A few years ago I began to get interested in Wisdom Literature in the Bible – these are books such as Proverbs, Ecclesiastes and Job as well as certain literary forms such as parables and proverbs.  I came across the passage in Proverbs 6 that talks about adultery.  It dies not quote the 7th commandment.  It paints a work picture: Pv 6:27

Can a man scoop fire into his lap
without his clothes being burned?

Wisdom Literature is like the music of revelation in another key signature. It does not work so much from commands, but with comparisons.  It observes and puts things side by side for us to notice. The interesting thing is that it can get to some places where the Ten Commandments might not be well received – such as Progressive Madison.  These words tell us that playing around sexually is playing with fire.  These are a lot like James’ point that words themselves are playing with fire.

I believe in the transformative power of words.  Not a flood of them.  Not the same words for every audience.  But in terms of another proverbs, words that are well crafted to the situation:  Proverbs 25:11

A word fitly spoken
is like apples of gold in a setting of silver.

In our work we often only get a few words to share. I believe that these can be transformative, because I believe in the power of the word.

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Episodic Proverbs and a Cup of Coffee

coffee.pour

The one liner proverbs in life and from the Bible seem to lie dormant until a situation brings them to life.  I thought of this while studying some proverbs on how to listen and how to speak regarding the news.

This week there is a kerfuffle about Starbucks red cups.  someone somewhere declared that Starbucks made war on Christmas.  Now this is clicking all over social media.  In a week or a month this will pass.  No one will remember except that some religious folk are prone to goofiness.

Let me suggest this: read and think before you click, like, forward, paste and otherwise multiply this sort of thing.  Here is a proverb that applies:

The one who states his case first seems right,
    until the other comes and examines him. 

Proverbs 18:17

The news reader should always check the source, and even listen to another point of view. If you only listen to the news you agree with, don’t you wonder if you are getting the truth?  Listen to who who don’t agree and you may get a better sense of the issue.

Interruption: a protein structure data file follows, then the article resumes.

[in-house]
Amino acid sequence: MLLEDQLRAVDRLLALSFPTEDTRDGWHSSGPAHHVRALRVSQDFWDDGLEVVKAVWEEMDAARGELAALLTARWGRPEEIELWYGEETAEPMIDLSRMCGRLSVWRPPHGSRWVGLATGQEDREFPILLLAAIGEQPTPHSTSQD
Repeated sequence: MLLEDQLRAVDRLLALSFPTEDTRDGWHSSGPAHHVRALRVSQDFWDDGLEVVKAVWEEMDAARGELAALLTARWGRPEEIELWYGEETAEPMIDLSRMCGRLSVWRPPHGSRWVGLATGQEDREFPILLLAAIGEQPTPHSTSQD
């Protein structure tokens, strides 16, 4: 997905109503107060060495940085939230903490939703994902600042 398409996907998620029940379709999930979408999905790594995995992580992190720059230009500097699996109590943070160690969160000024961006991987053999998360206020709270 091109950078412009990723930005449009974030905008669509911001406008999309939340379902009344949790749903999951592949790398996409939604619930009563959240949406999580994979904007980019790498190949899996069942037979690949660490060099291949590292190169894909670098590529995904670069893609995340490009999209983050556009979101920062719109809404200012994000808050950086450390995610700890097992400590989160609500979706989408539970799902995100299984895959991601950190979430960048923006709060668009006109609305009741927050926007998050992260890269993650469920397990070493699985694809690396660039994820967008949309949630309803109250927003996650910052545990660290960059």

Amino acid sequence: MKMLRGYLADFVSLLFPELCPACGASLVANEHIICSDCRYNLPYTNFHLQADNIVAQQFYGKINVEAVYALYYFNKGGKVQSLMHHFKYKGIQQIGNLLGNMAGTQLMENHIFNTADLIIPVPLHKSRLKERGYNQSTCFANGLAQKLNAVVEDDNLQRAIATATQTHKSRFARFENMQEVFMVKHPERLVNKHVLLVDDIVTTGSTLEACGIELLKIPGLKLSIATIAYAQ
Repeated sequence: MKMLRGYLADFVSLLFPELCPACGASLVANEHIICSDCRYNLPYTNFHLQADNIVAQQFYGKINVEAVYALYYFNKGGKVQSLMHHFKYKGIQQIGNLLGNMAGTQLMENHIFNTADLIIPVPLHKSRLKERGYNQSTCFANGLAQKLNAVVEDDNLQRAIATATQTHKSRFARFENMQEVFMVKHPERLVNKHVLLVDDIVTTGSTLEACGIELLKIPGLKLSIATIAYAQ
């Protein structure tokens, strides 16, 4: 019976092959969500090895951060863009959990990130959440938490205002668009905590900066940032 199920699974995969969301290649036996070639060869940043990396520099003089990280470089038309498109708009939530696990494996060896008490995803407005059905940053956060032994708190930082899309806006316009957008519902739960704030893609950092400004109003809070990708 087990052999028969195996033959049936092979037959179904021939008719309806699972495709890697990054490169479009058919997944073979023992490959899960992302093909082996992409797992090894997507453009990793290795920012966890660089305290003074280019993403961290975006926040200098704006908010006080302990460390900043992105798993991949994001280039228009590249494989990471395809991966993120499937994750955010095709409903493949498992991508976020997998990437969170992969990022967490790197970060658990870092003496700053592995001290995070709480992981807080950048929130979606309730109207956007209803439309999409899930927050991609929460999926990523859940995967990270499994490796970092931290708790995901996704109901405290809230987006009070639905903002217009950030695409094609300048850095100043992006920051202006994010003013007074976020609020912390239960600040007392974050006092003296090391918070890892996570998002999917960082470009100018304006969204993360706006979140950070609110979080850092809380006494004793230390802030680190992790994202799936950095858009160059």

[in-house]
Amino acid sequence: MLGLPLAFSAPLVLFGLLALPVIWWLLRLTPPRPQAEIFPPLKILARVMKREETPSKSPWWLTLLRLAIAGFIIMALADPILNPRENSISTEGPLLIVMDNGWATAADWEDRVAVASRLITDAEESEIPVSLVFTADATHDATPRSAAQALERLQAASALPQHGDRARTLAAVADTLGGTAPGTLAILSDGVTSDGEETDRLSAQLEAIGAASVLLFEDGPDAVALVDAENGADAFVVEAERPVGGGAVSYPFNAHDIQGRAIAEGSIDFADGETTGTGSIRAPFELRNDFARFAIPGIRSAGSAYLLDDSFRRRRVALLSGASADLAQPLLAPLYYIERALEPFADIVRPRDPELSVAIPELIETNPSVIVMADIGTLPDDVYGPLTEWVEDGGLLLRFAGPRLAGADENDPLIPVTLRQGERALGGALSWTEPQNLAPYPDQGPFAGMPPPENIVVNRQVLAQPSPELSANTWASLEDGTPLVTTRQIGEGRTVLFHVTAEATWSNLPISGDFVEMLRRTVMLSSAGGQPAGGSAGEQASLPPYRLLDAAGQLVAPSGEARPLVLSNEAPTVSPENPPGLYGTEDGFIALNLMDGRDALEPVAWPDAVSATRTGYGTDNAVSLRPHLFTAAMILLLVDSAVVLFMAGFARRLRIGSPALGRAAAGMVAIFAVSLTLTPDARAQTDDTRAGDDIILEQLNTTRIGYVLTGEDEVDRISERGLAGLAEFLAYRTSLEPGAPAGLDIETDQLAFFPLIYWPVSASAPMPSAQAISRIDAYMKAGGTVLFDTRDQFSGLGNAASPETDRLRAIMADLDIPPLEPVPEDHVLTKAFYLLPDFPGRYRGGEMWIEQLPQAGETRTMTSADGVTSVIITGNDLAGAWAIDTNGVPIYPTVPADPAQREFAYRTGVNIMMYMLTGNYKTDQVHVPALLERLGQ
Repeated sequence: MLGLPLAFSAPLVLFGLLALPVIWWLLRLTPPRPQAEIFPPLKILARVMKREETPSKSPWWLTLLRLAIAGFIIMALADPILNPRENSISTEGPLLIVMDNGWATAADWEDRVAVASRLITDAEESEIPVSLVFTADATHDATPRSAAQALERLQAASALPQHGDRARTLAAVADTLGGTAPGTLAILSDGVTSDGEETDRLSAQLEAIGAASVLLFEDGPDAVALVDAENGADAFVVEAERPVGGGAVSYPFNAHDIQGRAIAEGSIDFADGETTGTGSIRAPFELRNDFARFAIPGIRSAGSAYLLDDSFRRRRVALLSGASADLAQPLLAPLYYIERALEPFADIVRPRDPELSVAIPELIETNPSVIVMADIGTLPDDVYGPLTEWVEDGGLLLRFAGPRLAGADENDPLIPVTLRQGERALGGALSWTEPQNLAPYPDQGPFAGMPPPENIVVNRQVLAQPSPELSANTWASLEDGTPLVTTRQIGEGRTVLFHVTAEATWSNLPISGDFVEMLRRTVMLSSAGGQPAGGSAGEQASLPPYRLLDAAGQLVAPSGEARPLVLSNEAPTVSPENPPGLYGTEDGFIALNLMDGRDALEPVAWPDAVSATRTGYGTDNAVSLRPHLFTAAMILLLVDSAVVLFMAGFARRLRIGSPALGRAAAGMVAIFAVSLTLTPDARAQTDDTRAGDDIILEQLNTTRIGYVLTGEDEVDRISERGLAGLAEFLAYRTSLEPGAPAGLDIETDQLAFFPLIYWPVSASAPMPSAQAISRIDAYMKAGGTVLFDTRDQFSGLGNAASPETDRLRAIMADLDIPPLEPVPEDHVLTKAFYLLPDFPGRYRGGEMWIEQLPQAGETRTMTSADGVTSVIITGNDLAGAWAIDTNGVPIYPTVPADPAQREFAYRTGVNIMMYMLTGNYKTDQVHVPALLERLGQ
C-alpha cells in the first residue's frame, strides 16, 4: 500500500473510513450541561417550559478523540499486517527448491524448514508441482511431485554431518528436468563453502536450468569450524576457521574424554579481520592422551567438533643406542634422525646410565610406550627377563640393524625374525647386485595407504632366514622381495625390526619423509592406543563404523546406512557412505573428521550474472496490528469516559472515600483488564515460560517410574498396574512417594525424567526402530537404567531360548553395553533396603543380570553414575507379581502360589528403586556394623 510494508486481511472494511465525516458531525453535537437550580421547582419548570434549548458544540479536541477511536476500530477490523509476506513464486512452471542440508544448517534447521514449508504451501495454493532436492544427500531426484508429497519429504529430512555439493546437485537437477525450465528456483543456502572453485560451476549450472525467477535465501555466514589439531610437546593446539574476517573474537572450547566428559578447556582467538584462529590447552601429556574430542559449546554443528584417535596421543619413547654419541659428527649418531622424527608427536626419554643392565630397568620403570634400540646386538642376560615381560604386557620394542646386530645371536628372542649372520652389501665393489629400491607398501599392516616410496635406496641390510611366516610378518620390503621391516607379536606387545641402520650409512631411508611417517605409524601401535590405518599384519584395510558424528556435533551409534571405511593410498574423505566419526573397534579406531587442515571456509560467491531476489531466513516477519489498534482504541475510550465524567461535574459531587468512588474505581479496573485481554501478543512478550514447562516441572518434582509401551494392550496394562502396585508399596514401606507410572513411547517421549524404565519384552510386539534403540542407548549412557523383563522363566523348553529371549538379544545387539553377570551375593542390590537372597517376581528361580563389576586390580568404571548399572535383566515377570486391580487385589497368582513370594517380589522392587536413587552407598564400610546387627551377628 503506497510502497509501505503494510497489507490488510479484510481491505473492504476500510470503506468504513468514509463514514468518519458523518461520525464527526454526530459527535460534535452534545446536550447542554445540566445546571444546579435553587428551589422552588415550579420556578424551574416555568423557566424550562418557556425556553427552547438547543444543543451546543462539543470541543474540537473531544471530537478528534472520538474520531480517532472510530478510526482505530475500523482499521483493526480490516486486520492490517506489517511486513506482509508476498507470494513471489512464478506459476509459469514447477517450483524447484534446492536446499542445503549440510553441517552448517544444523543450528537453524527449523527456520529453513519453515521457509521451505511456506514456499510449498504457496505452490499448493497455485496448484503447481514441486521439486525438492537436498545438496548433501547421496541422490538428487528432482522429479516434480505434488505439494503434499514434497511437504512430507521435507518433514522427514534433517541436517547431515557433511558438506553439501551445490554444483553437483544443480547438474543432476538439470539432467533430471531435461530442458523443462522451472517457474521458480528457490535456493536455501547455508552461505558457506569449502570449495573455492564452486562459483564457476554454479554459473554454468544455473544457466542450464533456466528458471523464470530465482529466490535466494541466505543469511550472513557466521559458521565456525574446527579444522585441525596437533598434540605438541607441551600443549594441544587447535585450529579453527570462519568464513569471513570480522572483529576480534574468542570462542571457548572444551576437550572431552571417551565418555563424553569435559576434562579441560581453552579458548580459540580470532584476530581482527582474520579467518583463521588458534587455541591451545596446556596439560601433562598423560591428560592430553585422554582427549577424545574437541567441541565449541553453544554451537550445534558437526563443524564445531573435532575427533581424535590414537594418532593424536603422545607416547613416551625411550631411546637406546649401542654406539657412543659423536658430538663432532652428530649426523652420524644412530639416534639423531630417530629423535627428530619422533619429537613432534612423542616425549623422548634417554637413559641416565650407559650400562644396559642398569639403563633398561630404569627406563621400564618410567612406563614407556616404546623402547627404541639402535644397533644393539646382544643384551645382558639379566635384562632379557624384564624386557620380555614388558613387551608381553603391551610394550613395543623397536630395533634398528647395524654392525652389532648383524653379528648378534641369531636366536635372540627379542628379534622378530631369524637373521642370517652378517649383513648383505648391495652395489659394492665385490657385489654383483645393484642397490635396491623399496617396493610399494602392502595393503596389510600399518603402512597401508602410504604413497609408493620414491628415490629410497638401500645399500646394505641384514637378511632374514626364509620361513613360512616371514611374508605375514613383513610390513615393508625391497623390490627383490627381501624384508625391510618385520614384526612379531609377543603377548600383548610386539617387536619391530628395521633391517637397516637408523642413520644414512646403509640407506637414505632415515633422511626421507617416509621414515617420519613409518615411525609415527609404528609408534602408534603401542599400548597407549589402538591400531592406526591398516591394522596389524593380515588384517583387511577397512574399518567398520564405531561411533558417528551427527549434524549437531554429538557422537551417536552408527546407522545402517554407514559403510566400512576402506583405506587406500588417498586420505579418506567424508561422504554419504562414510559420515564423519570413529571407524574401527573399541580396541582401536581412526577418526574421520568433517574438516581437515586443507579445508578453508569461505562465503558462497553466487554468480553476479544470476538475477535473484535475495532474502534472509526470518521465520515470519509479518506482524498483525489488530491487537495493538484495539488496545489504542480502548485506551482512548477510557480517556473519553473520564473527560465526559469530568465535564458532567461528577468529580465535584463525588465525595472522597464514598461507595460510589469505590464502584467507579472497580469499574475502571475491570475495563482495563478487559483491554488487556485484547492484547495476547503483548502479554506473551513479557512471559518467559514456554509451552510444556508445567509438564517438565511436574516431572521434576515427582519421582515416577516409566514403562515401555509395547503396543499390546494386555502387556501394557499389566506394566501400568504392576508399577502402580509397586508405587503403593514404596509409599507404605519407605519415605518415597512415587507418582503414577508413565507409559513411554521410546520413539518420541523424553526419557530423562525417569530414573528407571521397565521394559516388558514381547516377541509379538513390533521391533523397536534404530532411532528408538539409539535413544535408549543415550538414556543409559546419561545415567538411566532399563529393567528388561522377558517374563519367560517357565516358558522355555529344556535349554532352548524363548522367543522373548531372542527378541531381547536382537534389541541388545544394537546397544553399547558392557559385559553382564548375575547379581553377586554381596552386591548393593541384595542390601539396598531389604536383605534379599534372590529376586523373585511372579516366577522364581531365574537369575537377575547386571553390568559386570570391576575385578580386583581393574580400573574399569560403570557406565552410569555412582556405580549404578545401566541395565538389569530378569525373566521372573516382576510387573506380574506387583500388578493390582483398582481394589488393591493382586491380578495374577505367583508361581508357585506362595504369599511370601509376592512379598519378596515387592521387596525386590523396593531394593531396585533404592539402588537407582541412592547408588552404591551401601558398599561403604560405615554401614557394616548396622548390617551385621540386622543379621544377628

About 20 years ago, a man become famous in my city by suggesting that a building burning down was God’s judgment on a particular kind of behavior that was associated with that location.  This kind of overstatement occurs around social issues and political campaigns.  It was an overstatement; who can tell us the mind of God in a situation?

In  a political year some prosper by division – their guiding proverb is “divide and conquer.”  Others simply don’t care if their claims are true or helpful.  A biblical proverb that applies here is:

Scoffers set a city aflame,
    but the wise turn away wrath.

Proverbs 29:8

As a teenager my clan rejoiced in well placed insults.  That continued until I read this proverb which jumped out of the book and slapped my upside the head:

The mouth of the righteous is a fountain of life,
    but the mouth of the wicked conceals violence.

Proverbs 10:11

Violence seems strong.  Words are not supposed to hurt, like sticks and stones.  Yet words can do violence to a community, to good will, to the chance of getting a hearing in the larger public, to friendships, to reputations and to friendships.  The righteous produce words that give life, like a fountain of fresh water.

fountain

Scholars Compass – Wisdom Literature

306px-Wisdom_-_Google_Art_Project-191x300 I recently posted three pieces in an online devotional called Scholars Compass, which is part of the Emerging Scholars Network with IVCF.

Post 1 – How I Discovered Wisdom Literature

Post 2 – How I Fell in Love with the Library

Post 3 – How Wisdom Calls Out in the Streets

A Proverb is like a Punchline

carlin

 

One scholar said that a proverb is like the punch line of a joke where the rest of the joke is missing.  So you have to think of what kind of story fits the punch line.

Here is a punch line:  “Pastor Dave’s feels longer.”